One of the things that limits taking full advantage of the new water model is the ability to make those data widely and easily accessible. Like I said, making NOAA’s information available and useable to everyone is really our biggest data challenge! Many of the Big Data Project’s collaborators are now gearing up to make the National Water Model data available on their platforms. Since the daily output is almost 1TB/day, and the retrospective time series is almost 40 TB in size, simply moving those data around to everyone that needs to use them is a big challenge. Instead of NOAA trying to send the data to so many consumers, we hope our Big Data Collaborators can offer new ways of bringing the consumers to those same data on their cloud platforms instead. I think that is proving to be a much more effective strategy.
New: The Doppler Radar National Mosaic is consistently one of the most popular datasets on Data.gov. What other NOAA data assets do you think would be highly valuable once made open?
Kearns: Well, I’d like to say “once more easily usable,” since almost all of NOAA’s datasets are now open. And they are usually available, online, now, if you can discover where to find them, are able to move them and can understand what they mean. Those are significant barriers to use, unfortunately, and we continue to work on that challenge.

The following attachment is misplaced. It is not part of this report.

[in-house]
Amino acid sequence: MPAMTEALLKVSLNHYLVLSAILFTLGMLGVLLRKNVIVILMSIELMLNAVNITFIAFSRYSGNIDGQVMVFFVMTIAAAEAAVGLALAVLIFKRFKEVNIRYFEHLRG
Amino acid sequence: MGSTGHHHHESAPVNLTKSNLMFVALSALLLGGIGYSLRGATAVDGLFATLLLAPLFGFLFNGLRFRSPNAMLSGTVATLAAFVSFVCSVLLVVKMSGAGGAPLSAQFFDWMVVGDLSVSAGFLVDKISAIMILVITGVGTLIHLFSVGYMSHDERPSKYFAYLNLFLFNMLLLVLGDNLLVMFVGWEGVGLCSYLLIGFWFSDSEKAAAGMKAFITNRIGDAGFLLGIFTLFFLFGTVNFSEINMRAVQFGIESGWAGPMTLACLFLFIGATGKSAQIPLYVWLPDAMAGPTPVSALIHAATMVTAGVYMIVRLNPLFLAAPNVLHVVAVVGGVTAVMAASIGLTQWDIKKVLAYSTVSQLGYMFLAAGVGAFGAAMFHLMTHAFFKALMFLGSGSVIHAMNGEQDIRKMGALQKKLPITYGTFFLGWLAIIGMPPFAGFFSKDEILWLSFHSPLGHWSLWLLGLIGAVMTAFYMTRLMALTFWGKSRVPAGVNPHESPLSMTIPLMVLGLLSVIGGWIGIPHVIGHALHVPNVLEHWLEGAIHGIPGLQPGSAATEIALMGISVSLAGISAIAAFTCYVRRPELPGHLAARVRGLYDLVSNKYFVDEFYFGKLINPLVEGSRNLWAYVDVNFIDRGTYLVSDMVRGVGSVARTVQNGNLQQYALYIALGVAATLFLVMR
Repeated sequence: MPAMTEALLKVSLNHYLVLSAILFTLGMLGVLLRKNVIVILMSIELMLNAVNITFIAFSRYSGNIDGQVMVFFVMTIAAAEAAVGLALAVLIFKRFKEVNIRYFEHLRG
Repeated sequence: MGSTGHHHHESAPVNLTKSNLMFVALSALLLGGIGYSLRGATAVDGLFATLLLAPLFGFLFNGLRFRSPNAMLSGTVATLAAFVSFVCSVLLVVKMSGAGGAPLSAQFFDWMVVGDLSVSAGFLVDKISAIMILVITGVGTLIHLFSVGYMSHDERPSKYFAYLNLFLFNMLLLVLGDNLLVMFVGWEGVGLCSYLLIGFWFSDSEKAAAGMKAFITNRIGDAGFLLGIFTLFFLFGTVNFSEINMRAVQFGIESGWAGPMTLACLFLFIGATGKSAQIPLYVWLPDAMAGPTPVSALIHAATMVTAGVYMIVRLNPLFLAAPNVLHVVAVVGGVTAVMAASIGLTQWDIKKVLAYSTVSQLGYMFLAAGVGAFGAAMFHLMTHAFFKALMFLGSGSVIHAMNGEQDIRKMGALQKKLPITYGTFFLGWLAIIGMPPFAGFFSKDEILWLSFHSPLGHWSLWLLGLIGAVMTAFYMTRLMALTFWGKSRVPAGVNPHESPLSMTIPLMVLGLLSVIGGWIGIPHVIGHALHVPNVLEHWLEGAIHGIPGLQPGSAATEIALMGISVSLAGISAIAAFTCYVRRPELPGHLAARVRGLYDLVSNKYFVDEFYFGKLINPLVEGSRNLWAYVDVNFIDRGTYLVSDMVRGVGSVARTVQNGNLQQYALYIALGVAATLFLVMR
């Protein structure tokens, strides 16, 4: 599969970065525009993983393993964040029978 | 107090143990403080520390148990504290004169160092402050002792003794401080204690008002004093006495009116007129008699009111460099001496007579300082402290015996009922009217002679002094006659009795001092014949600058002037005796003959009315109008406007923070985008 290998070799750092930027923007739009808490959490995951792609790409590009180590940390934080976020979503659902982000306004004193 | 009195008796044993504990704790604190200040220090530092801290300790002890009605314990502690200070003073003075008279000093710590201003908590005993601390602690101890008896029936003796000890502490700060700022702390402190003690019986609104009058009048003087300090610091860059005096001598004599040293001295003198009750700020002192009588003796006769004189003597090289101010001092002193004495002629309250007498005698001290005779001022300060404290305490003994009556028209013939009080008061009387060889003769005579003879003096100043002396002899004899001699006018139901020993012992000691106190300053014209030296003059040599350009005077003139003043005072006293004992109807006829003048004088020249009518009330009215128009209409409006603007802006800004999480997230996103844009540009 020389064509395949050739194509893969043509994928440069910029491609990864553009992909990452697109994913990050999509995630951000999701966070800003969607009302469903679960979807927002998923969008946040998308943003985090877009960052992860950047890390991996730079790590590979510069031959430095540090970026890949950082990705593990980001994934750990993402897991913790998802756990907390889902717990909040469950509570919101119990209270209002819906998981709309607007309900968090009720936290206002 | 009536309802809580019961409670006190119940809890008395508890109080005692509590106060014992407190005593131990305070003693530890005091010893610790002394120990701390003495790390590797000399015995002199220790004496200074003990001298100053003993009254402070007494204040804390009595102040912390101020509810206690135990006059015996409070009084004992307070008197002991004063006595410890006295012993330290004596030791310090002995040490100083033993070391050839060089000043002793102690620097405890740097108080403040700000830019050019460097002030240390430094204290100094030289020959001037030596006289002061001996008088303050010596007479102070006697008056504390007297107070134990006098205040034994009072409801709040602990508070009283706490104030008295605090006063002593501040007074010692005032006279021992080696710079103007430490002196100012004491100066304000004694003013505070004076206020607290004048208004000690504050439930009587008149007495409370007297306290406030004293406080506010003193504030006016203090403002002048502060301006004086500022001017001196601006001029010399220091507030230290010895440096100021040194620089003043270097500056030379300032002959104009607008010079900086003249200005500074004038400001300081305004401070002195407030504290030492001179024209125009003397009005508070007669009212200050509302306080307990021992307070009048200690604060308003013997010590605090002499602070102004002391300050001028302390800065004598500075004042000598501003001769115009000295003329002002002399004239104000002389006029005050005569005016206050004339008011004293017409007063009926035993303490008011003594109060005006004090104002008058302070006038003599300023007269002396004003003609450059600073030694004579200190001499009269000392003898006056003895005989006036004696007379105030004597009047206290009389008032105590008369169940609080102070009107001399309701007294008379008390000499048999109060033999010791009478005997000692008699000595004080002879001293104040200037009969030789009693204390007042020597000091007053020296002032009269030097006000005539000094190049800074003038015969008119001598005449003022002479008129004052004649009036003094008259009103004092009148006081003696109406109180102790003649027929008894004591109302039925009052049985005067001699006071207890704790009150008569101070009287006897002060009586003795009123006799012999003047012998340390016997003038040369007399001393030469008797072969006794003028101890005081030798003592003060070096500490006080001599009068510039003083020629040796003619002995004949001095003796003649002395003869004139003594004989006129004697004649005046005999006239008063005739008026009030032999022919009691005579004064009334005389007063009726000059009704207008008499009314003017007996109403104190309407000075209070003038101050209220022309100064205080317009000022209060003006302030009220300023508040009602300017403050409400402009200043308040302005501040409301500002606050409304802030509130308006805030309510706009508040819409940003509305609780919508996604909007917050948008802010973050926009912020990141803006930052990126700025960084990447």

NOAA’s done a good job making many of its complex data, like the Doppler weather radar through that National Mosaic, accessible and usable. And it’s continuing to do it with datasets like the National Water Model and GOES-16. But I think NOAA is just scratching the surface of what’s possible, and we need our partners in the private and research sectors to help.
The climate prediction model data, from the Climate Forecast System and the National Multi-Model Ensemble, are very valuable but have significant complexities and volumes of hundreds of terabytes that are barriers to their wider use. NOAA’s National Marine Fisheries Service is continuing to make their catch and by-catch data available, and though they are not large by volume, they are following a careful process by which those many datasets can be properly and lawfully released. NOAA’s marine genomics data will be very useful to many outside of the earth science community as well when those data are made more widely accessible.
There are some valuable NOAA datasets that are not open by definition, since their intellectual property is jointly held by NOAA’s cooperators according to law and agreement. One great example is the Multi-Radar Multi-Sensor (MRMS) weather time series, which describes precipitation and severe weather using advanced techniques and at very high resolution in space and time. NOAA uses the so-called MRMS product for its federal mission, as is permitted by law, but open distribution of those data has legal limitations. In this case, NOAA is currently discussing options with the University of Oklahoma (OU), the intellectual property rights holder, to ensure that the value of those data to the nation’s well-being are fully realized while respecting OU’s well-earned rights as well. The MRMS products have been openly discussed in scientific circles for many years and so their potential is recognized by many, and it is exciting to think about their wider use.